Saturday, April 27, 2019

Writing is My Therapy

"We write to taste life twice, in the moment and in retrospection." -Anaïs Nin.

My Childhood Home
Writing is definitely my therapy. I've written a few blog posts recently that were really therapeutic and cathartic. The one about menopause is definitely in the top 5. So is my #3yearplan and the one about staying in the pool and finishing the race. The one about building my own personal brand as a writer is a personal favorite.

Which leads me to this post today where I am trying to analyze myself and why I don't care about having a nice big clean house.

I grew up in this house in the picture in the 1970s, 80s and 90s. It was two bedrooms for a long time until my parents added to it. I would say my mother was clean but not OCD clean. The house would get messy and then we would just clean up when it did. No big deal.  The house was not big and we didn't live in a nice neighborhood but it was home and I had loving, although strict, parents. I was happy there and I don't remember ever wishing that I lived in a big fancy house. Sure, I admired beautiful homes like anybody else but it wasn't a life goal to have one. My parents did a good job of always working on it, updating it, replacing the roof, etc.

When I got older and I bought my own house with my then husband I was excited. We found the house on the edge of a neighborhood I had admired for many years. In fact, my mother used to admire this neighborhood too. The homes aren't huge, they are all pre-war and many of them are bungalow or ranch style homes. At first I had grandiose ideas of what I wanted to do with my 1940's style house, with original hardwood floors, like any first time home buyer. But as the years went by and we didn't do anything I started to care less and less about it.  It's a four bedroom house and in the 17 years that I've lived here we only painted two rooms, one upstairs for my step-daughter when she lived here and one downstairs for the kid's nursery. Nothing else. What's worse, we never even fixed one of the upstairs bedrooms to use it. As you can imagine, 17 years have taken their toll on an already old house that has never been remodeled or kept up.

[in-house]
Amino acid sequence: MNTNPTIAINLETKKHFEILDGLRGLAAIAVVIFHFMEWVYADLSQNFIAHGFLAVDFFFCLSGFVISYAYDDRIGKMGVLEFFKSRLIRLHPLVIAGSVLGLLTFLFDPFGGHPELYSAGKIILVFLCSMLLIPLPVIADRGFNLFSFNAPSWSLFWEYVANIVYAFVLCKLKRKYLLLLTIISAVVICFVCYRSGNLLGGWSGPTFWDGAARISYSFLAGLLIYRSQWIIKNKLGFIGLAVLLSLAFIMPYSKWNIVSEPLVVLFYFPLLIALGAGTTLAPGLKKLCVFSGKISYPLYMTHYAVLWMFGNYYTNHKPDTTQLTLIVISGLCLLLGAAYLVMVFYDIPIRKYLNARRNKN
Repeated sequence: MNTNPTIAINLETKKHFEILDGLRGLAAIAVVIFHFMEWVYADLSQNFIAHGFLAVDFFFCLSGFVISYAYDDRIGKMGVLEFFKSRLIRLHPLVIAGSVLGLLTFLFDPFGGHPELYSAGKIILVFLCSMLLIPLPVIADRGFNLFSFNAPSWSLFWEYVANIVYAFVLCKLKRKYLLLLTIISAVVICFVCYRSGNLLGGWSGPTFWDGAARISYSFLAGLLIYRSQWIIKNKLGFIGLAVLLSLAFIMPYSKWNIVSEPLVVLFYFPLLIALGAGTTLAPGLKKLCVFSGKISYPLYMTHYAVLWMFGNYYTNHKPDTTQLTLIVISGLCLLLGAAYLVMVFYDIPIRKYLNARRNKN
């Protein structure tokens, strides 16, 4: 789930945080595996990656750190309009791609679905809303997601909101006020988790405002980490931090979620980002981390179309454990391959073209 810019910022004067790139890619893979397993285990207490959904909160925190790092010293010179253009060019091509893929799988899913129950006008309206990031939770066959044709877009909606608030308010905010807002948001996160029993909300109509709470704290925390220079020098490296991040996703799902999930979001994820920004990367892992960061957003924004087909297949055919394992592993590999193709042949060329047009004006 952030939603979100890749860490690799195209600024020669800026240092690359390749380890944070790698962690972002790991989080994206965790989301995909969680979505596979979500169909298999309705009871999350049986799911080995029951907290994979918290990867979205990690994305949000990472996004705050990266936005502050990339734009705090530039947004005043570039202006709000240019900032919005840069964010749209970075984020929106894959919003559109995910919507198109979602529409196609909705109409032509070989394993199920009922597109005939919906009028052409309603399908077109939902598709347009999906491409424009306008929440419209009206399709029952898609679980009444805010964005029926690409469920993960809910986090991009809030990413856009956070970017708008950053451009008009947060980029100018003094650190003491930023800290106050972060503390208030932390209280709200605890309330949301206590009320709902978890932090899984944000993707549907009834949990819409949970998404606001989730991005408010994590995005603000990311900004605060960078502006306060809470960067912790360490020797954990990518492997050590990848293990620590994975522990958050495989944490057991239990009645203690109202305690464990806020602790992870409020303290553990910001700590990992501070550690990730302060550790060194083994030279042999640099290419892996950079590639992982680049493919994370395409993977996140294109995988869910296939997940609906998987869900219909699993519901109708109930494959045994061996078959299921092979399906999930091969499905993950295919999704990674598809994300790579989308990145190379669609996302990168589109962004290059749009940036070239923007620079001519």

It's like I'm missing the gene that most people have, the one that gives them that desire to have a nice house. To make things even worse than my house being older and run down, I'm also messy. I tried to do research on why I don't really care about things like how my house looks and being messy. Most research says a messy house is a sign of depression, which I don't think I really have. It's also a sign of laziness, which, who am I kidding, is probably closer to the reason.

Then I found this article that states something I've often thought about myself but I don't really like to say aloud for fear of sounding arrogant or like I'm looking for an excuse. It says that "messy people aren't wrapped up in the status quo." Messy people are also more intellectual and like to spend time on reading and writing rather than cleaning. It feels like cleaning and keeping house is shallow and that our time can be better used doing something productive. This was a little bit of a consolation but I'm not 100% convinced that's the whole reason.

I also think about how much it would cost to really remodel this house correctly and the idea of putting myself in that kind of debt makes me sick. Then I get this dreaded feeling. Am I my father? My father never wanted to do anything that was going to put him and my mother in debt. To the point of making my mother angry and frustrated. When I was a little girl she wanted to buy a house in this neighborhood and he wouldn't have it. My sisters used to complain that he didn't believe in doing anything "normal" because "normal" people bought houses and had to make house payments.

However I know that I have to do something drastic soon. It has become a problem for me and something I want to overcome. It's something I struggle with and I've written about it in the past. I'm at a crossroads now. As part of my #3yearplan I need to decide what I'm going to do with this house. I receive weekly inquiries asking me if I'm interested in selling and I don't reply to any of them, even out of curiosity. I know that if I sell it can't be until after Seth has graduated from high school.

One thing that I have been wanting to do and I haven't done yet is to do an exercise of packing everything that means something to me into bins. Just the things that I would keep or want to save if my house was on fire . Everything else I will either give away or throw away. I feel like doing it that way would be so cleansing. And I feel like it would make it so much faster and easier to decide what I don't want to keep. I have seventeen years of accumulated junk.

The only question now is when? When am I going to start on this quest and I know the answer has to be SOON. I have to tackle it one room at a time so that I don't give myself an anxiety attack. I also have to approach it in the same manner that we approached packing up my father's house when he decided to rent it out.

So that is my goal as I head into summer. Pack up my house like it's about to sell or like it's on fire. I need to do something to clear my space and my head.

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